Another time I made a pink ballerina tutu for Moomin the Jack Russel. The bodice was crocheted and finished off neatly with a satin ribbon bow. Another time I made her a little pink and white stripey winter sweater – a friend of mine declared that Moomin looked like a moving toilet roll holder.
Straatwolf aka Lizzie, our rescue pup from TEARS Animal Rescue, got a custom-made knitted harness in fuchsia pink.
Another less successful project was my “Save the Rhino” drive. I took part in a muddy rainy 5km Fun Run for rhino conservation, I stuck a rhino sticker on my car and declared those regarding rhino horn an aphrodisiac, idiots. I took my drive further: I crocheted a rhino horn hat for Moomin – with straps that tied the hat under her chin. I thought she looked fabulous and made a difference in her very own unique way. My children however, were teenagers at that stage. They could not stop sniggering and begged me not to let Moomin wear her hat in public. Apparently Moomin’s horn resembled something completely different…
My latest creation is a cotton cover for Buksie, the Jimny. (A Buksie in Afrikaans refers to a short, stocky person.)
So: what is the most unusual project you have ever embarked on?
I love people. I have faith in people. I have after all studied four years to become a social worker because I believe in the innate goodness of humans. The ability to become better versions of themselves.
But between you and me, I suspect I love dogs more.
This morning I watched a clip on NBC news that gripped my heart. So much so that I had to leave everything I am busy with to share it with you.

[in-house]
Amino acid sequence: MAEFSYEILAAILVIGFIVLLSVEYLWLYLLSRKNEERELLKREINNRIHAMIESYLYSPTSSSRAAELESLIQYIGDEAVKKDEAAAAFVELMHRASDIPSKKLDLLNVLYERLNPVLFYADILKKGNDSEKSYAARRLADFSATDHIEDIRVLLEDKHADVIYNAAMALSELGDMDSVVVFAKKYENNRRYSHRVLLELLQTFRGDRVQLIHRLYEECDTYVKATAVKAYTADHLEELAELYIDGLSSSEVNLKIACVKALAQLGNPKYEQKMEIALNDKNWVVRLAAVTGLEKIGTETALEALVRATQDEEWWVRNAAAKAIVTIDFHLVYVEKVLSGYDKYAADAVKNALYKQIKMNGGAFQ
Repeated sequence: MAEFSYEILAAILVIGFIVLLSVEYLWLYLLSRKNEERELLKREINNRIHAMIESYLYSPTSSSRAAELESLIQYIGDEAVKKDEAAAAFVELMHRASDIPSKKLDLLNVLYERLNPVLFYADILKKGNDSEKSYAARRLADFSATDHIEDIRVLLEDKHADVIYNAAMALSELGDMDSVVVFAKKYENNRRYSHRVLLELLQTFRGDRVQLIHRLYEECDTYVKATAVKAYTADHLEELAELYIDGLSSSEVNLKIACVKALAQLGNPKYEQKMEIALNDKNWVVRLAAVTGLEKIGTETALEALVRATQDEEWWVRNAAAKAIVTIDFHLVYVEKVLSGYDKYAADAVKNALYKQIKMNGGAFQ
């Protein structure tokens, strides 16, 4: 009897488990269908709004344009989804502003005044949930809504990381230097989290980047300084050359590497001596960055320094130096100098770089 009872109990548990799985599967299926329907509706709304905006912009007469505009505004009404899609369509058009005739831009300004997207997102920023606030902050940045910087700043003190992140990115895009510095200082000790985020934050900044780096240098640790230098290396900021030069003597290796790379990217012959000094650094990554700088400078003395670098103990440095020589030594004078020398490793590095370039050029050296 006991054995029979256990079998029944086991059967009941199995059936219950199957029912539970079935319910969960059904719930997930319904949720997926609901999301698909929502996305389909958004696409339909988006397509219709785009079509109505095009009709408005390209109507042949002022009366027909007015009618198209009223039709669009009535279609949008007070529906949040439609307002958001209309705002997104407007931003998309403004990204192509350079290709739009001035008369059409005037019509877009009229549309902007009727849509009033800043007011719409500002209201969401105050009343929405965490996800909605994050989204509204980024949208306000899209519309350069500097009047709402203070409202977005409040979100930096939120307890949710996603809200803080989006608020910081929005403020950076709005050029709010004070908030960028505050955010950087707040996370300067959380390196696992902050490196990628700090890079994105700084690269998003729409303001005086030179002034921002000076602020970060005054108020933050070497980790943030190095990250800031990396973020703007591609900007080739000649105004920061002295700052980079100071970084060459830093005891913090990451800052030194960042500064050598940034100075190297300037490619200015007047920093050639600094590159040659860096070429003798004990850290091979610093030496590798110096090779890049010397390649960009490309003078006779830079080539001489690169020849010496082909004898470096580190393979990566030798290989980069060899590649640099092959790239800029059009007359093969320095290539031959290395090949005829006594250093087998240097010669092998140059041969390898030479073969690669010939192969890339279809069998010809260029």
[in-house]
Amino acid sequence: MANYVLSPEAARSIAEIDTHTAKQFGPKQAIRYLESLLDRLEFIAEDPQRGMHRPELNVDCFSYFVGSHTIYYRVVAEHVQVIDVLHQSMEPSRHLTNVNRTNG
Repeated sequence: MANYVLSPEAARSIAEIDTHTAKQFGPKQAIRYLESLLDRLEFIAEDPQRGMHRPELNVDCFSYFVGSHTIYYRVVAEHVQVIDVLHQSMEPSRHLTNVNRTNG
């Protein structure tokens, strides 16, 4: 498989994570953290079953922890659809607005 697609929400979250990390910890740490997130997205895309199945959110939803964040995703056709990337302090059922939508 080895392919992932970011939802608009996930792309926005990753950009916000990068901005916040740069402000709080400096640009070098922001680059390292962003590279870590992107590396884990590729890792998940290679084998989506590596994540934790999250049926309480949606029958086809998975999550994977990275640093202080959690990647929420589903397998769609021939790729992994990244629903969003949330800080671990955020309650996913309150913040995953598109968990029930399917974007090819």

We are all familiar with the atrocity of what is taking place in Ukraine. We pray for them, we purchase patterns on Etsy from Ukrainian designers to make a small contribution and we support organisations like Gift of the Givers that are actively working there.
May we never grow desensitized to the devastating scenes of destruction, the blank expressions on children’s faces hiding in subways, mothers and grandmothers weeping over the bodies of young men in the prime of their lives.
But the clip this morning was about a Ukrainian man, Nikolai, that returned to his home in Bucha to find his house standing just the way he and his family have fled from it on March 9th. The house is frozen in time because the Russians didn’t get to it and the dinner plates were still on the table. But lo and behold.. upon entering he heard his dog barking! His dog was waiting for him. It did take a few moments to warm up before he recognised his owner but I can just imagine that reunion.
I once read “Be the person your dog thinks you are”. That is simple enough for me. For today. Today I am going to try and be that person.
For all mankind (but mainly for my dogs! 😊)
Five years ago I bought a wool shop – a dream came true! The little shop in Fish Hoek where I, at first as a customer, browse, dream, plan and visualise a million projects to come. (The majority of these are to this day referred to as my PhD: Projects Half Done 😊)
I remember the excitement the first time I could submit an order; the thrill of opening the bales of yarn and getting to decide how and where to pack the shelves. I wanted Woolcrate to be everyone’s happy place: pretty colours, humorous posters of animals in knitwear and situations that all yarnies can relate to. I met wonderful people that allowed me to share the joys and sorrows of their lives.
Month after month my happiness grew with the business. Exploring new ideas, introducing new products, meeting more people. Woolcrate was blessed and I will forever be grateful for that.
But with a growing business came growing responsibilities.
I found myself spending more and more time upstairs in the office than in the shop. Managing the online store, stock control and admin took over the majority of my day.
But I miss the customers! I miss the updates and the quick ‘Hi’s” and waves at the gate. I miss the proud announcements of grandchildren and the deliberations on what yarn to use with what pattern.
So now I am catching up with you! I never thought that I would also start a blog – after all, do I really have something to say? Maybe, maybe not, but I still want to connect and chat with you. Please check in with me by replying and sharing your views and thoughts on this blog.
Let’s get talking!